Stage four lockdown cuts Victoria’s new home sales by 14.4 per cent

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Tumbling new home sales are expected to drive Melbourne tradies interstate.


Melbourne’s stage four lockdown has cut the state’s new house sales by more than 14 per cent in the past month.

The Housing Industry Association has warned the figures will prompt a construction slowdown and that interstate builders are already advertising to poach tradies, with many expected to leave by the end of the year.

HIA’s New Home Sales report released on Wednesday shows a 14.4 per cent decline in Victorian new home sales last month.

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HIA chief economist Tim Reardon warned they expected worse figures in September, with their report surveying key building groups responsible for one in four of the state’s new homes.

Of the five states covered, Victoria was the only one to record a decline in August.

Sales in Queensland surged 19.1 per cent, New South Wales was up 11.7 per cent, Western Australia added 11.4 per cent to its July tally and South Australian sales rose 7.4 per cent.

Victoria’s new home builds will fall substantially as a result of stage four restrictions.


Mr Reardon said the nationwide figures showed the impact the federal government’s $25,000 HomeBuilder grants would have on the building economy and employment.

Builders in other states would begin poaching Victorian tradies before the end of 2020, and he said he had seen jobs advertised in other states offering six months guaranteed work and accommodation including pay during quarantine periods.

“But Victoria has missed that surge in August and we are expecting that they will miss further sales in September, which means there is a very small window for Victorians to access HomeBuilder,” Mr Reardon said.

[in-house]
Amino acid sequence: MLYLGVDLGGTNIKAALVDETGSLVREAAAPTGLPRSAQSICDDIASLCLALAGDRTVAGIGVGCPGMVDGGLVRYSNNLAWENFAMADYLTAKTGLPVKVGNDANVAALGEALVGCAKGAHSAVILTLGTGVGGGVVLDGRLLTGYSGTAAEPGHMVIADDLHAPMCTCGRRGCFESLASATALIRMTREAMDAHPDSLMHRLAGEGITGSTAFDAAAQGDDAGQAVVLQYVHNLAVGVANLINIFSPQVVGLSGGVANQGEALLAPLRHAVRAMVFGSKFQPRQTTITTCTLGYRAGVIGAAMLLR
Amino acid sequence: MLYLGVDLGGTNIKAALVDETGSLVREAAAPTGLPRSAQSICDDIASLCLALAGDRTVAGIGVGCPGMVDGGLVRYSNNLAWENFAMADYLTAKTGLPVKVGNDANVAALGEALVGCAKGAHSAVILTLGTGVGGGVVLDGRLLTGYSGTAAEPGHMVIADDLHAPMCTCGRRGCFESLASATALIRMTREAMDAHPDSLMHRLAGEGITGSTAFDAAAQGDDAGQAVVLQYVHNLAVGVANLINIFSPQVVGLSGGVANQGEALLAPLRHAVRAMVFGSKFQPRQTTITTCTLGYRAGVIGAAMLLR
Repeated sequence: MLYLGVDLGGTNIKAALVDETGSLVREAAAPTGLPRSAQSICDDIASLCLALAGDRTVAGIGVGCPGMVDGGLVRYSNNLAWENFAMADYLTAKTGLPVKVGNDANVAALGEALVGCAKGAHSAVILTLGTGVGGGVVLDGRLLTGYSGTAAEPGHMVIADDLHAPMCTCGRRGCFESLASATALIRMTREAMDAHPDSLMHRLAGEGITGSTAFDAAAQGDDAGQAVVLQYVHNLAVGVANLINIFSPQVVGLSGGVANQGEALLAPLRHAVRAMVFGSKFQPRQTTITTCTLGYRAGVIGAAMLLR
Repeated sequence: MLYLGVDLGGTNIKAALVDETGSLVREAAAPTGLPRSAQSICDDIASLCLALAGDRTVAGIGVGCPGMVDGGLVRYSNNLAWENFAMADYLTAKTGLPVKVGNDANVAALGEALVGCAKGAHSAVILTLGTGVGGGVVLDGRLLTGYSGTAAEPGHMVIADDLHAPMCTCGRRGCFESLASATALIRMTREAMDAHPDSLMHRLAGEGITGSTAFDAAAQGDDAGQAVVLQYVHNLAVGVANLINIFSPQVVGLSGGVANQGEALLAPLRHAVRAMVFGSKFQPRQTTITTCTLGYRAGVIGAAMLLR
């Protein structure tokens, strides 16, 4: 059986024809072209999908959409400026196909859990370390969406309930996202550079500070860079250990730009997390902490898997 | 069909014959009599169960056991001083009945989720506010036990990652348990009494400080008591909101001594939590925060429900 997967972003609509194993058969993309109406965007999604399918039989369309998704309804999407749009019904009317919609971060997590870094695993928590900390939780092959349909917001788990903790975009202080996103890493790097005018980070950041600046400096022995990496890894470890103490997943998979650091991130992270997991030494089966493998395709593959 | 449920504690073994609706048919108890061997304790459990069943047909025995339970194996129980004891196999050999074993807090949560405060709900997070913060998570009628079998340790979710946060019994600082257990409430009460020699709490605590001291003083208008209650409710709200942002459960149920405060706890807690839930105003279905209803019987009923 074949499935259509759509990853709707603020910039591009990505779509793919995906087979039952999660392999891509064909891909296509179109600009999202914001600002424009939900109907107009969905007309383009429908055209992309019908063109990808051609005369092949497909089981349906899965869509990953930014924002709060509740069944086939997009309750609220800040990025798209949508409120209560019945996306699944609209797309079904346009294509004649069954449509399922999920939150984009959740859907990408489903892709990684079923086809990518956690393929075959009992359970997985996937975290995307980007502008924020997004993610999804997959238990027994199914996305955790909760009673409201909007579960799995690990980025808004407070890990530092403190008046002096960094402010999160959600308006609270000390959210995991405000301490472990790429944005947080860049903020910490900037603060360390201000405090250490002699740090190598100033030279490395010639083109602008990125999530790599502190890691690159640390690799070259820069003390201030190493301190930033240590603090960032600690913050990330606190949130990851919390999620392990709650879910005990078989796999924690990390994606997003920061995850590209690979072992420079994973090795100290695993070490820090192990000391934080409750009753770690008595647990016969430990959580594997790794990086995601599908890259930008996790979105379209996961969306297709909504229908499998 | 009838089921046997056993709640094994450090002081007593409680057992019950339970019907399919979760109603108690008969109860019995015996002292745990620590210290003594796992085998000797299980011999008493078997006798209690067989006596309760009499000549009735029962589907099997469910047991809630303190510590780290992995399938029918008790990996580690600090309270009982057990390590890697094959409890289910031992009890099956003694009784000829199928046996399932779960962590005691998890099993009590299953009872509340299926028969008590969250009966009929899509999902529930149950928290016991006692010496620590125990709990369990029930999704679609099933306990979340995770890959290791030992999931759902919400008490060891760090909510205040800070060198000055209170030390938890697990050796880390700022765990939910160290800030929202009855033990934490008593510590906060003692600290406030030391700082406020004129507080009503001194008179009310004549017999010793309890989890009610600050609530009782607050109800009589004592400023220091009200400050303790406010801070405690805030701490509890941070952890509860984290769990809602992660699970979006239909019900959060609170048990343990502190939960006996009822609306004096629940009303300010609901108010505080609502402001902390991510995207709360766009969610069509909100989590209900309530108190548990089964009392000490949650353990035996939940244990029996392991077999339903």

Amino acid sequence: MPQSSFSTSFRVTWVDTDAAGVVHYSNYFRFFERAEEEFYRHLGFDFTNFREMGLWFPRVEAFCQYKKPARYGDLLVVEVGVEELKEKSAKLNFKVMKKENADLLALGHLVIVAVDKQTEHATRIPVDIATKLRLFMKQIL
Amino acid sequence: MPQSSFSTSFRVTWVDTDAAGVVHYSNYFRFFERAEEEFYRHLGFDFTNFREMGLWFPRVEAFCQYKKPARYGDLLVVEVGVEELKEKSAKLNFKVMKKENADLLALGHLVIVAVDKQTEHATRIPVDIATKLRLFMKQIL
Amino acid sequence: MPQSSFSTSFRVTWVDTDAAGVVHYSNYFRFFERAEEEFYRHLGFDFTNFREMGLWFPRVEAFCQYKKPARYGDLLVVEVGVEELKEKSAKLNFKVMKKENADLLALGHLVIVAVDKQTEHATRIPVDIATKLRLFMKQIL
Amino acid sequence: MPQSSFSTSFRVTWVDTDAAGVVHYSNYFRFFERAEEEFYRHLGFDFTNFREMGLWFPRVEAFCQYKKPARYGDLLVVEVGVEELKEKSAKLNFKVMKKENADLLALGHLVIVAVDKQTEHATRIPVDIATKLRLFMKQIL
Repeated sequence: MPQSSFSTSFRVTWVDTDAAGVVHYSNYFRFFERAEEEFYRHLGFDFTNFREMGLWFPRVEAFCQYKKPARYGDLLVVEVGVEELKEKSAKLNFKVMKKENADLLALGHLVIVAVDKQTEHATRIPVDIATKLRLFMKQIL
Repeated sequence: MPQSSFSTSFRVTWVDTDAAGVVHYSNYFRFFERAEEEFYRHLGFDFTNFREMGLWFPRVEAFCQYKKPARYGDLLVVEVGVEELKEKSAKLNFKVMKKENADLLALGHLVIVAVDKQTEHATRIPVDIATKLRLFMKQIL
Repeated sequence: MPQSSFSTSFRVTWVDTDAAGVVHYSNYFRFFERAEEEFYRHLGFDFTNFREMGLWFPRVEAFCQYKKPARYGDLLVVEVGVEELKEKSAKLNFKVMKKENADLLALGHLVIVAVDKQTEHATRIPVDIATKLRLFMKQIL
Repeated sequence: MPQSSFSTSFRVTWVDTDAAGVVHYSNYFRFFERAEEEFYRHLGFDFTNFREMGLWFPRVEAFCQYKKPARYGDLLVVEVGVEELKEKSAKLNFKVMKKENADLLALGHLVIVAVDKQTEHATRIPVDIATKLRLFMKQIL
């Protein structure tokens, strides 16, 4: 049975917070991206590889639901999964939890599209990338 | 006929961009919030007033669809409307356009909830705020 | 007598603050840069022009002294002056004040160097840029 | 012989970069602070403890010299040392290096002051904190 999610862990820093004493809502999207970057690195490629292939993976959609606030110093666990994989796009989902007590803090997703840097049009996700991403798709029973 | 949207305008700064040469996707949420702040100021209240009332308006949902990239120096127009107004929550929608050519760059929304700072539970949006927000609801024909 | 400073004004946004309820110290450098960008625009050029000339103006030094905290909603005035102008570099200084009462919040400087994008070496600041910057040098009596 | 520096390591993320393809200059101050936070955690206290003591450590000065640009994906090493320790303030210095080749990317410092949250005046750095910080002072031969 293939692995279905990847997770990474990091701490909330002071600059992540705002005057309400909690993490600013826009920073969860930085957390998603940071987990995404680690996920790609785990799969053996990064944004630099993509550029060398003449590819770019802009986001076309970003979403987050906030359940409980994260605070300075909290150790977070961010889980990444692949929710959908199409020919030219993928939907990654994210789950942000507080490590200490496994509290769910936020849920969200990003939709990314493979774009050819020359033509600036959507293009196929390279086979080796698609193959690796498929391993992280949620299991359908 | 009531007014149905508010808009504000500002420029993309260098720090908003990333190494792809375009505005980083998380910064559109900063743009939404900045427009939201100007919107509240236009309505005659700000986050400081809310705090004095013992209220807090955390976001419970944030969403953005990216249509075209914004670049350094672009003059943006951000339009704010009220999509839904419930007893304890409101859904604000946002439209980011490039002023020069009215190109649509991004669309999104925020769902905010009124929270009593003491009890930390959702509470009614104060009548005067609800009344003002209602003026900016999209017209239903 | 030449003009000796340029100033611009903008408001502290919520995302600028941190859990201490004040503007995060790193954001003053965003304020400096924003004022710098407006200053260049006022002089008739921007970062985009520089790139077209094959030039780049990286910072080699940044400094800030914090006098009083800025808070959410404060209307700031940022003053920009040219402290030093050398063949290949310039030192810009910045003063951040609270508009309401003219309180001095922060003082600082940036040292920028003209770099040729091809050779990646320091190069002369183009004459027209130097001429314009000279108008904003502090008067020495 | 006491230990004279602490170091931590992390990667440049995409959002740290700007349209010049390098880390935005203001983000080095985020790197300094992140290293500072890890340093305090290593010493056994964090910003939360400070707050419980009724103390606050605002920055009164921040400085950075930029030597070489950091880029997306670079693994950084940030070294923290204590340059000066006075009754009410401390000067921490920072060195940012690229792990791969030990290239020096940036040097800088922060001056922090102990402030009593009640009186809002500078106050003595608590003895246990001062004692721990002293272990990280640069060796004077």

“Victorian home building has been a driver of national economic growth over much of the past decade, and it’s certainly a concern that its outlook in the short term is poor.”

A sharp rebound in October and November could get things back on track, but this would depend on many variables, he added.

HIA Victorian executive director Fiona Nield said the first step to rebuilding the lost sales and Victoria’s building economy was to allow safe access to display homes.

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Under the government’s current road map to recovery, this could not happen until at least October 26.

“We would hope the government could see their way clear to safely reopening display homes before October 26,” Ms Nield said.

Volume builder Porter Davis is still notching sales online, but believes more stimulus is needed for the industry in Victoria.


Volume home builder Porter Davis’ general manager of sales and marketing Shaun Patterson said while hundreds of buyers had proceeded to contracts without physical contact with the firm, an extension to HomeBuilder may need to be a part of the state’s recovery.

“We are having lots of people buying the house all through the digital world,” Mr Patterson said.

“But Porter Davis would agree with an extension (to HomeBuilder).”

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